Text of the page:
• use validation set for tuning control parameters
  • use test set only for final evaluation

Let $\gamma$ be the control parameter

  • for every possible value of $\gamma$
    • build a classification model $C$ using the learning set
    • use the validation set to estimate the expected error rate of $C$
  • select the optimal value of the control parameter
    • that is the value of $\gamma$ s.t. the error rate is minimal


Regularization Parameter $\lambda$

Suppose now we're fitting a model with high-order polynomial

  • $h_{\theta}(x) = \theta_0 + \theta_1 x + ... + \theta_4 x^4$
  • to prevent overfitting we use regularization
  • $J(\theta) = \cfrac{1}{m} \sum \text{cost}(h_{\theta}(x^{(i)}), y^{(i)}) + \cfrac{\lambda}{2m} \sum_{j=1}^{m} \theta_j^2$


diagnosis-regularization.png

  • (a) If $\lambda$ if large (say $\lambda = 10000$), all $\theta$ are penalized and $\theta_1 \approx \theta_2 \approx ... \approx 0$, $h_{\theta}(x) \approx \theta_0$
  • (b) if $\lambda$ is intermediate, we fit well
  • (c) if $\lambda$ is small (close to 0) we fit too well, i.e. we overfit


How can we chose good $\lambda$? Let's define

  • $J_{\text{train}}(\theta) = \cfrac{1}{m} \sum \text{cost}(h_{\theta}(x^{(i)}), y^{(i)})$ (same as $J(\theta)$, but without regularization)
  • $J_{\text{cv}}(\theta)$ and $J_{\text{test}}(\theta)$ - same, but on cross-validation and test datasets respectively

Now we

  • Choose a range of possible values for $\lambda$ (say 0, 0.01, 0.02, 0.04, ..., 10.24) - that gives us 12 models to checks
  • For each $\lambda^{(i)}$,
    • calculate $\theta^{(i)}$,
    • calculate $J_{\text{cv}}(\theta^{(i)})$,
    • and take $\lambda^{(i)}$ with lowest $J_{\text{cv}}(\theta^{(i)})$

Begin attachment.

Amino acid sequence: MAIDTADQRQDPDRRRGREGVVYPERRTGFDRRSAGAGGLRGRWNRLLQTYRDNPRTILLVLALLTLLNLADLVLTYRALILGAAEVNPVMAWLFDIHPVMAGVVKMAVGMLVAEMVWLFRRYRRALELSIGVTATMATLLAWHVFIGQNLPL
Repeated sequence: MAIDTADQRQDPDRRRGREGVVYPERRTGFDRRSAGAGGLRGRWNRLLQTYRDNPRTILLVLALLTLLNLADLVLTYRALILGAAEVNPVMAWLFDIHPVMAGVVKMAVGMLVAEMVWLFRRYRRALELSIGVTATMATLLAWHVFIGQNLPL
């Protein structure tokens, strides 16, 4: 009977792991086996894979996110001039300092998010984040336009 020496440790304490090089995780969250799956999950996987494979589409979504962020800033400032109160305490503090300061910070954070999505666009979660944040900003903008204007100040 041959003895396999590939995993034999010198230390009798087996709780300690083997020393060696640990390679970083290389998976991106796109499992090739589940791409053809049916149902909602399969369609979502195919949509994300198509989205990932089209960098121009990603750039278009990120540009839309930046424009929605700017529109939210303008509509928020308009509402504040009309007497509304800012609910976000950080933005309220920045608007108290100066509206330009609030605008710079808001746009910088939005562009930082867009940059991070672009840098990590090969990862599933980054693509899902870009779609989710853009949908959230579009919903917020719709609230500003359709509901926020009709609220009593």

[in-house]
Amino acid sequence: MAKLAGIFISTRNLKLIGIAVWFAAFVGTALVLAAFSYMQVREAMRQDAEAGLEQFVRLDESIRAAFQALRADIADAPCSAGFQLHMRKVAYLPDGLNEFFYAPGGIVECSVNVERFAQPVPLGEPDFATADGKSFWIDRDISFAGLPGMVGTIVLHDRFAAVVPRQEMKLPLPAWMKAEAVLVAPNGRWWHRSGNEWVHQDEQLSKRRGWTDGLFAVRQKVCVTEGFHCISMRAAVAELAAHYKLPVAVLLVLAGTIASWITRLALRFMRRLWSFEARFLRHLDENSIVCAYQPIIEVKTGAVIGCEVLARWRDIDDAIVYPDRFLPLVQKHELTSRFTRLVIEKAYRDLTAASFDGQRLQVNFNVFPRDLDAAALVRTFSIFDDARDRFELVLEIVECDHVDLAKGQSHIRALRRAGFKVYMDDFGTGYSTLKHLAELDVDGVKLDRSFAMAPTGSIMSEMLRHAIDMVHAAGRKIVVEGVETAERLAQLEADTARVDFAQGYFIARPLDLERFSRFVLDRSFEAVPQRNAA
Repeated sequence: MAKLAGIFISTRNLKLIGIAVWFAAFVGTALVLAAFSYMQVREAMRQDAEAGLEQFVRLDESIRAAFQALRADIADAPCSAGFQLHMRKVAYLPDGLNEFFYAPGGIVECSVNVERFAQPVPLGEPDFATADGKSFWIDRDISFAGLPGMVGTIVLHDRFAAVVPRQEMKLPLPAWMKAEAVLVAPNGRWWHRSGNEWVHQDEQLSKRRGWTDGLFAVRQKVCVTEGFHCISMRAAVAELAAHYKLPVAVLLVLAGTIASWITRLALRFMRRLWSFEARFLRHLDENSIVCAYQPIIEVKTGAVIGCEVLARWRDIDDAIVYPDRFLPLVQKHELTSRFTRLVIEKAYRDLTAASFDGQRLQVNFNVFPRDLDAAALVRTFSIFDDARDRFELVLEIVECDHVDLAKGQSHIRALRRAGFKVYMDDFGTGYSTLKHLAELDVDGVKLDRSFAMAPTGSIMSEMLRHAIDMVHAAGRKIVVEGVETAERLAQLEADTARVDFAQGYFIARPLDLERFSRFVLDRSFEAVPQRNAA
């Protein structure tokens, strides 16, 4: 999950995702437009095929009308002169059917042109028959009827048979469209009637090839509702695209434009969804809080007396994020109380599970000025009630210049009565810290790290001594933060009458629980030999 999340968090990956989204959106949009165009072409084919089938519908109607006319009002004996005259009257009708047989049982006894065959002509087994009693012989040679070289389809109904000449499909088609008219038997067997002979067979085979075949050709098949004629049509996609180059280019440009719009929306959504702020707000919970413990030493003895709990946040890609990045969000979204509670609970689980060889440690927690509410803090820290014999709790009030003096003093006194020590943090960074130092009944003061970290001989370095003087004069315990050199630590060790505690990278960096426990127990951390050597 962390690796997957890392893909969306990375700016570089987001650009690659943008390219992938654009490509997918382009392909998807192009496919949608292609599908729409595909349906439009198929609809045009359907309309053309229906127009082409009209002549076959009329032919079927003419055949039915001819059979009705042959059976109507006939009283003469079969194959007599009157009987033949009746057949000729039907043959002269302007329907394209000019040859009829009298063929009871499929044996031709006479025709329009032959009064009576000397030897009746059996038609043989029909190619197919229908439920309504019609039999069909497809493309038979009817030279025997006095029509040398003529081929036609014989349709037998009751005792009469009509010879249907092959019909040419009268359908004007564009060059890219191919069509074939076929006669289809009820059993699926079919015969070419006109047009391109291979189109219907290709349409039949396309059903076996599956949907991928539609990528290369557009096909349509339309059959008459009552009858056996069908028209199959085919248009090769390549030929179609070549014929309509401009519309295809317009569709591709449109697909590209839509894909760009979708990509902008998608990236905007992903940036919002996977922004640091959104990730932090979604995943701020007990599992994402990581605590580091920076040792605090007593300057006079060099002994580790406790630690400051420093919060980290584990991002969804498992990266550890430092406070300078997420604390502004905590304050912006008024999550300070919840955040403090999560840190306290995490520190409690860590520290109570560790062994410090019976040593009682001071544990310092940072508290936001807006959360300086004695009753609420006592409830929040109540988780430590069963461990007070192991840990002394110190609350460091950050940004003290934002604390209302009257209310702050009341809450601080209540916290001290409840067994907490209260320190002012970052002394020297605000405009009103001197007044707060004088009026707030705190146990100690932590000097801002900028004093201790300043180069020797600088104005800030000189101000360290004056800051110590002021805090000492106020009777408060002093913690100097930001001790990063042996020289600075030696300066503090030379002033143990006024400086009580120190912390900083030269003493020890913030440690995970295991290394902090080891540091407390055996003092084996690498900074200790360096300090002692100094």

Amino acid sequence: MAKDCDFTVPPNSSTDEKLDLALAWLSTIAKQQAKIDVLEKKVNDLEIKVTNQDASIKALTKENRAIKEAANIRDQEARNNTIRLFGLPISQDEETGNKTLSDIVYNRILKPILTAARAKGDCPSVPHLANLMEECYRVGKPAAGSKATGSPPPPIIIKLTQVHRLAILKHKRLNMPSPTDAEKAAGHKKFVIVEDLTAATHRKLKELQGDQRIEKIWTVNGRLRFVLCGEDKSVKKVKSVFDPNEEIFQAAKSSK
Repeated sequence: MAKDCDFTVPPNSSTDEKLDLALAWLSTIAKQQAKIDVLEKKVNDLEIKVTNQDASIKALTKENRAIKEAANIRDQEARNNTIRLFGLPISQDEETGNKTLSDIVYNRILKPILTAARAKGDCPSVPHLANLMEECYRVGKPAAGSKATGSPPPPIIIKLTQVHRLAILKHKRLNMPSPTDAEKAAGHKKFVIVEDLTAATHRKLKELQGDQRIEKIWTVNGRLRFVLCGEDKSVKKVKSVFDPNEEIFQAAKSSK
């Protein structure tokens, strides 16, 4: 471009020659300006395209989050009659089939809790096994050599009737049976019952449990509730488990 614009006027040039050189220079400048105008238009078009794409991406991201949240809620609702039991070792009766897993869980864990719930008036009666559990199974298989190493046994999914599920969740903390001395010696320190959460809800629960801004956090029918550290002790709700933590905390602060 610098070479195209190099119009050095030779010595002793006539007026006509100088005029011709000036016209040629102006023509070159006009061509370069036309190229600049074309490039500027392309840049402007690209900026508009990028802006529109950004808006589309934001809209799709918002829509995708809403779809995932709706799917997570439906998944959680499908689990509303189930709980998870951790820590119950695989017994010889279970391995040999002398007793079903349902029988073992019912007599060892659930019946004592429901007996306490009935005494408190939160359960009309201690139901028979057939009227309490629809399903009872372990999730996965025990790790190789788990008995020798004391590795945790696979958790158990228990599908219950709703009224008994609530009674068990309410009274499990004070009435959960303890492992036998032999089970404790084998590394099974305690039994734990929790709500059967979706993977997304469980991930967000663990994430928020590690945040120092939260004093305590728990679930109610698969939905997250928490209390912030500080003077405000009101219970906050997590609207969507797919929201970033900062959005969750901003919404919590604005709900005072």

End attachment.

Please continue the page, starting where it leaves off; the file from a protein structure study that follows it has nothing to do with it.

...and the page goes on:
After that we report the test error $J_{\text{test}}(\theta^{(i)})$


K-Fold Cross-Validation

$K$-Fold Cross-Validation If we want to reduce variability in the data

  • we can perform multiple rounds of cross-validation using different partitions
  • and then average the results over all the rounds

We're given a dataset $S$ sampled from the population $D$

  • we partition $S$ into $K$ equal disjoint subsets $(T_1, ..., T_K)$ (typically 5-10 subsets)
  • then perform $K$ steps, and at step $k$ do:
    • use $R_k = S - T_k$ as the training set
    • build classifier $C_k$ using $R_k$
    • use $T_k$ as the test test, compute error $\delta_k = \text{error}(C_k, T_k)$
  • let $\delta^* = \cfrac{1}{K} \sum_{k = 1}^K \delta_k$
    • this is the expected error rate

k-fold-cv.png

  • note that there's only two subsets at each iteration
    • and they are used to estimate the true error


Tuning Learning Parameter

Choosing best value for parameter $\gamma$ with $K$-Fold Cross-Validation

  • you have to put some data aside before training your classifier
    • i.e. split your data into learning set and test set
  • for every possible value of $\gamma$
    • use $K$-fold Cross-Validation to estimate the expected error rate
    • use the learning set as the set $S$ (and do $K$-fold Cross-Validation only on it)
  • select the optimal value of $\gamma$
  • and then use the test set for the final evaluation


Stratified K-Fold Cross-Validation

What if we want to preserve the class distribution over $K$ runs?

  • then for each $T_i$ pick up the same proportion of labels as in the original dataset
  • k-fold-cv-strat.png
  • it's very important if the test distribution is not uniform


See Also

Sources